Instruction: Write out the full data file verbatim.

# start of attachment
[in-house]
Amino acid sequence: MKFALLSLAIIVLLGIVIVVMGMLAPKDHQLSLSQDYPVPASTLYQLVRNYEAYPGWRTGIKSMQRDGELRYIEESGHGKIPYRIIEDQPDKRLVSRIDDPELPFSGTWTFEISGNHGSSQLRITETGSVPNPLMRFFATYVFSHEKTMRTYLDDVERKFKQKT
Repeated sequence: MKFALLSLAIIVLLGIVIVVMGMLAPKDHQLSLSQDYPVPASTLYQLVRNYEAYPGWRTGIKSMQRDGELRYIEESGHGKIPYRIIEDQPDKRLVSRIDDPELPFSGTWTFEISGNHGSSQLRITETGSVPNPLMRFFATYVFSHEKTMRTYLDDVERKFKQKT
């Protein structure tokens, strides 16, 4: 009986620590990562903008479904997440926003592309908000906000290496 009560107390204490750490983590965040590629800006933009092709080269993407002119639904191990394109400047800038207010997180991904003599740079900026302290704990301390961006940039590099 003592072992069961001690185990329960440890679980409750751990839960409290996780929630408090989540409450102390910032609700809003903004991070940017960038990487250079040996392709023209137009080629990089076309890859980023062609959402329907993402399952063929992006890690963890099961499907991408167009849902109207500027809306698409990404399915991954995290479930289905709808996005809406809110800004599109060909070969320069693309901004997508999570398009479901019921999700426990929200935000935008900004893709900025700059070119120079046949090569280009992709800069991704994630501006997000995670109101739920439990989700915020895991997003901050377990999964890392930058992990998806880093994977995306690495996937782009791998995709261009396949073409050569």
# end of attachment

[in-house]
Amino acid sequence: MKFALLSLAIIVLLGIVIVVMGMLAPKDHQLSLSQDYPVPASTLYQLVRNYEAYPGWRTGIKSMQRDGELRYIEESGHGKIPYRIIEDQPDKRLVSRIDDPELPFSGTWTFEISGNHGSSQLRITETGSVPNPLMRFFATYVFSHEKTMRTYLDDVERKFKQKT
Repeated sequence: MKFALLSLAIIVLLGIVIVVMGMLAPKDHQLSLSQDYPVPASTLYQLVRNYEAYPGWRTGIKSMQRDGELRYIEESGHGKIPYRIIEDQPDKRLVSRIDDPELPFSGTWTFEISGNHGSSQLRITETGSVPNPLMRFFATYVFSHEKTMRTYLDDVERKFKQKT
């Protein structure tokens, strides 16, 4: 009986620590990562903008479904997440926003592309908000906000290496 009560107390204490750490983590965040590629800006933009092709080269993407002119639904191990394109400047800038207010997180991904003599740079900026302290704990301390961006940039590099 003592072992069961001690185990329960440890679980409750751990839960409290996780929630408090989540409450102390910032609700809003903004991070940017960038990487250079040996392709023209137009080629990089076309890859980023062609959402329907993402399952063929992006890690963890099961499907991408167009849902109207500027809306698409990404399915991954995290479930289905709808996005809406809110800004599109060909070969320069693309901004997508999570398009479901019921999700426990929200935000935008900004893709900025700059070119120079046949090569280009992709800069991704994630501006997000995670109101739920439990989700915020895991997003901050377990999964890392930058992990998806880093994977995306690495996937782009791998995709261009396949073409050569």